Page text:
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Jennifer Howe is a PhD student at the Department of War Studies. Her research examines the under-explored relationship between truth commissions and violent extremism, with a particular focus on the ongoing conflict in Mindanao, Southern Philippines. Prior to joining King's, Jennifer was a resident Women, Peace and Security Fellow at the Pacific Forum, a US-based research institute focused on emerging security threats in the Indo-Pacific.

Her publications have investigated the impact of COVID-19 on conflict resolution and gender equality in Southeast Asia. She has also co-authored a series of papers on how the Biden administration could advance the implementation of Women, Peace and Security in the Indo-Pacific. Jennifer has presented her research to US State Department officials and at conferences. She holds an M.A. in Politics and International Relations from Durham University, where she assessed the relationship between human rights compliance and transitional justice in East Asia.


Research Interests

  • Transitional Justice
  • Women, Peace and Security
  • Gender Equality
  • Preventing and Countering Violent Extremism
  • Youth, Peace and Security
  • Conflict and Peacebuilding in Southeast Asia

Jennifer's research interests encompass truth and reconciliation, preventing and countering violent extremism (P/CVE), gender mainstreaming in P/CVE, progress towards implementing the Women, Peace and Security agenda within ASEAN, and conflict and peacebuilding in Southeast Asia.



Truth-telling and Violent Extremism: An Analysis of the Philippine Transitional Justice and Reconciliation Commission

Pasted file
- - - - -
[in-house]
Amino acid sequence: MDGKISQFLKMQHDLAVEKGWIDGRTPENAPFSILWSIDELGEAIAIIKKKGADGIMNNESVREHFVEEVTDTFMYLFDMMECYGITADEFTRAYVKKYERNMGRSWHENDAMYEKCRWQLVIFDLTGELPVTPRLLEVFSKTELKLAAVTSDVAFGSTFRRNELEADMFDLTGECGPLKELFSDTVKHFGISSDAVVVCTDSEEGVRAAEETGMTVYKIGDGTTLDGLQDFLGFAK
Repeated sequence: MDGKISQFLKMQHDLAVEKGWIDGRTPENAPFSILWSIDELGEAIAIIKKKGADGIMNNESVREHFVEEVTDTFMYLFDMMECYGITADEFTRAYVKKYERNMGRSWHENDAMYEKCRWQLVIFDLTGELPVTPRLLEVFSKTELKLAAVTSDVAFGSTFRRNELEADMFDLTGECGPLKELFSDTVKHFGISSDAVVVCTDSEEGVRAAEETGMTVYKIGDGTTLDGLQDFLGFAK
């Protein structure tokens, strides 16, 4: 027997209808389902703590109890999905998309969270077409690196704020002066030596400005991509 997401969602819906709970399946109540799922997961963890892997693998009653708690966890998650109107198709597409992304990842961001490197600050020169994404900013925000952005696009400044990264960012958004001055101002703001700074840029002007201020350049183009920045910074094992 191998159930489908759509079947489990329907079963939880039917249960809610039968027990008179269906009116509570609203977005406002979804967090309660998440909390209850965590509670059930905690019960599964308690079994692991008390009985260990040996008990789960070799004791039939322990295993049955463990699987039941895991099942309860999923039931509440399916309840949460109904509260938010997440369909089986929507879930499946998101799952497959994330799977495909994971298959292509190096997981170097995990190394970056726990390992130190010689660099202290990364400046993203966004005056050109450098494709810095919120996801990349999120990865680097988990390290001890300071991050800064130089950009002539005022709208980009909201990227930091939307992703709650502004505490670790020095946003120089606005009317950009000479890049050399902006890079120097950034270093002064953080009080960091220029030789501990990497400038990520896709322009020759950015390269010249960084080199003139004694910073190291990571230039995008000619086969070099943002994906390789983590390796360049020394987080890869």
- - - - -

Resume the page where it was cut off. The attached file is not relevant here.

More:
Transitional justice mechanisms are often promoted as tools for advancing peace and reconciliation. However, scholars and practitioners have been slow to evaluate the benefits and drawbacks of transitional justice in the face of violent extremism, despite the latter playing a pivotal role in many of today's armed conflicts. Only a handful of studies have explored the intersection of transitional justice and extremism, most of which focus on amnesties as a means of rehabilitating former combatants.

Consequently, there is a substantial gap in the literature concerning the use of truth-telling initiatives as preventative measures for extremism. My thesis directly addresses this gap by examining the 2014 Transitional Justice and Reconciliation Commission, established to uncover the root causes of the Bangsamoro conflict in Mindanao, Southern Philippines. The research investigates how effective the TJRC was in responding to extremism. In so doing, it identifies strengths and weaknesses in the TJRC's design and offers policy recommendations for truth commissions applied to other conflicts fuelled by extremism. 


  • Dr Rebekka Friedman
  • Professor Rachel Kerr